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Ballet by John Neumeier

 

Music
  Peter I. Tchaikovsky
     
Choreography
Staging
  John Neumeier
     
Choreography
"Second Remembrance"
after
Reconstruction with
the collaboration of
 

Lev Ivanov
 
Alexandra Danilova
     
Choreography
of the Grand Pas de deux
"Third Remembrance" after
  Marius Petipa
Lev Ivanov
     
Set
Costumes
  Jürgen Rose

 

Premiere
The Hamburg Ballet, Hamburg, May 2, 1976

 

Original Cast    
The King
  Max Midinet
Princess Natalia
  Persephone Samaropoulo
The Man in the Shadow
  Fred Howald
Odette   Magali Messac
Princess Claire
  Marianne Kruuse
Count Alexander
  Truman Finney
Prince Siegfried   Eugen Ivanics
The Queen Mother   Beatrice Cordua
Prince Leopold   Victor Hughes

 

Max Midinet   Max Midinet   Max Midinet
The King: Max Midinet

 

On Tour
1978 Munich 2000 Paris
1994 Nagoya, Osaka, Tokyo, Yokohama

In the Repertory
Bavarian State Ballet
Dresden Semperoper Ballet

 

John Neumeier's ballet "Illusionen – wie SCHWANENSEE" was premiered in 1976. The character of the king, its central figure, is based on King Ludwig II of Bavaria as well as Pyotr Ilyich Tchaikovsky, the ballet’s composer.

 

 

Synopsis

A King is declared insane, taken prisoner during a masked ball, and locked up. An unfinished room in one of his own palaces serves as his prison. Left alone he senses the fleeting presence of another being, the "Man in the Shadow", but before he can comprehend the meaning of the vision it disappears.
Caught up in his dreams, he sinks exhausted next to the model of one of his extravagant palaces.
 

The First Remembrance:
The Foundation-Stone Celebration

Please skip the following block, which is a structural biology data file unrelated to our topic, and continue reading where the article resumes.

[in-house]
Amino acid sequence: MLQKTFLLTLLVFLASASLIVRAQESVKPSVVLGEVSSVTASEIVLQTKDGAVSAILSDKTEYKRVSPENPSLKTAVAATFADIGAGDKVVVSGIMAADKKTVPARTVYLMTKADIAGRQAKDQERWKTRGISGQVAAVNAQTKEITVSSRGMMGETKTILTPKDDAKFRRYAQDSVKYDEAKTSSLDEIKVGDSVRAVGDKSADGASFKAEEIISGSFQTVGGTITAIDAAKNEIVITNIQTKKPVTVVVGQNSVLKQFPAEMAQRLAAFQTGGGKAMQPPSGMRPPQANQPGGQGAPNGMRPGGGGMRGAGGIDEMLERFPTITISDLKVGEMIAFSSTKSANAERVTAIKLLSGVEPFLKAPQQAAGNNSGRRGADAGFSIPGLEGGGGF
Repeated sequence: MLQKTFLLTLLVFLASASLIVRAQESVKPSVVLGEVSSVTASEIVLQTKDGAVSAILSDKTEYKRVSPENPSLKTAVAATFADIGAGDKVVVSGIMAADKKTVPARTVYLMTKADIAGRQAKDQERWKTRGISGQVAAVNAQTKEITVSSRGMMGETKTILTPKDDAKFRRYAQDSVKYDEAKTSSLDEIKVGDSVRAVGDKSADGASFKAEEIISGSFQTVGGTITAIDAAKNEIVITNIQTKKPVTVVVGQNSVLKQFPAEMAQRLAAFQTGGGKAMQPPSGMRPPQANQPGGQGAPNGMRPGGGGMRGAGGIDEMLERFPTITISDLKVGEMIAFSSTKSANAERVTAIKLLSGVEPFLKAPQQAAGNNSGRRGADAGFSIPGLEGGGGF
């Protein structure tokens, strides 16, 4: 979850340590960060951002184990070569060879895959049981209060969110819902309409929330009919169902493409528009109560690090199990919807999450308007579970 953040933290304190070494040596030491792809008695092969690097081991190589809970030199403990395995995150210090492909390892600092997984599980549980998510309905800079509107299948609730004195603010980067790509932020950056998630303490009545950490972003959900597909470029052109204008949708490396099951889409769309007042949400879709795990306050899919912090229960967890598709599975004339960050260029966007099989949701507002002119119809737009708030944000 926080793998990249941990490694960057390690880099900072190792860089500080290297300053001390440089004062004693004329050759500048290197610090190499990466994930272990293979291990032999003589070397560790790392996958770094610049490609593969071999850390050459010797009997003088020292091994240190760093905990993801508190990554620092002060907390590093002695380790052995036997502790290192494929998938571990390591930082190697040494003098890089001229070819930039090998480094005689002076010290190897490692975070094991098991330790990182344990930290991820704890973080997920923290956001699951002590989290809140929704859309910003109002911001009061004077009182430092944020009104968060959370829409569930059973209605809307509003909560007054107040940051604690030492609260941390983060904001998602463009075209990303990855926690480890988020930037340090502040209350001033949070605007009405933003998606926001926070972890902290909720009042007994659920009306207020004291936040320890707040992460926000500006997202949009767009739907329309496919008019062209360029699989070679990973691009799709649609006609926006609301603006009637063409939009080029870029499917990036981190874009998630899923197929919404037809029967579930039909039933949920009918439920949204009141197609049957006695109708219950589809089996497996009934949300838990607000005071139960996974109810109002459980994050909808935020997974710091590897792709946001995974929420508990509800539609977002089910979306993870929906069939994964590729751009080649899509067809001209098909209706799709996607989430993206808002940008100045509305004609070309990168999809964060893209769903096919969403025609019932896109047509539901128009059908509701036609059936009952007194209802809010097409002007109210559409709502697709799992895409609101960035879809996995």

Artisans and the peasant population are celebrating the completion of the framework of the new palace's roof. The King is also present accompanied by his confidante, Count Alexander, and takes part in the festivities, joining the peasants in their abandoned games and tests of strength.
Other members of the court arrive, among them, the Queen Mother accompanied by Prince Leopold, Princess Natalia the King's fiancée, and Claire to whom Count Alexander is engaged. The celebration is a welcome opportunity for the latter to indulge in the pleasures of summer in the country and they picnic and dance delightedly. A quadrille is arranged and the festivities reach their climax with a polonaise, led off by the Queen Mother and her escort.
Only the King draws away from the general merriment and, sunk in his own thoughts, remains alone. Princess Natalia finds him thus when she returns but he refuses even to accompany her. "The Man in the Shadow" is again present.
 

Reality

In his prison the King once again stumbles upon one of the objects stored in the unfinished room, draws back its dust cover and discovers it to be a designer's stage model for the ballet "Swan Lake".
 

The Second Remembrance:
A Private Performance of "Swan Lake"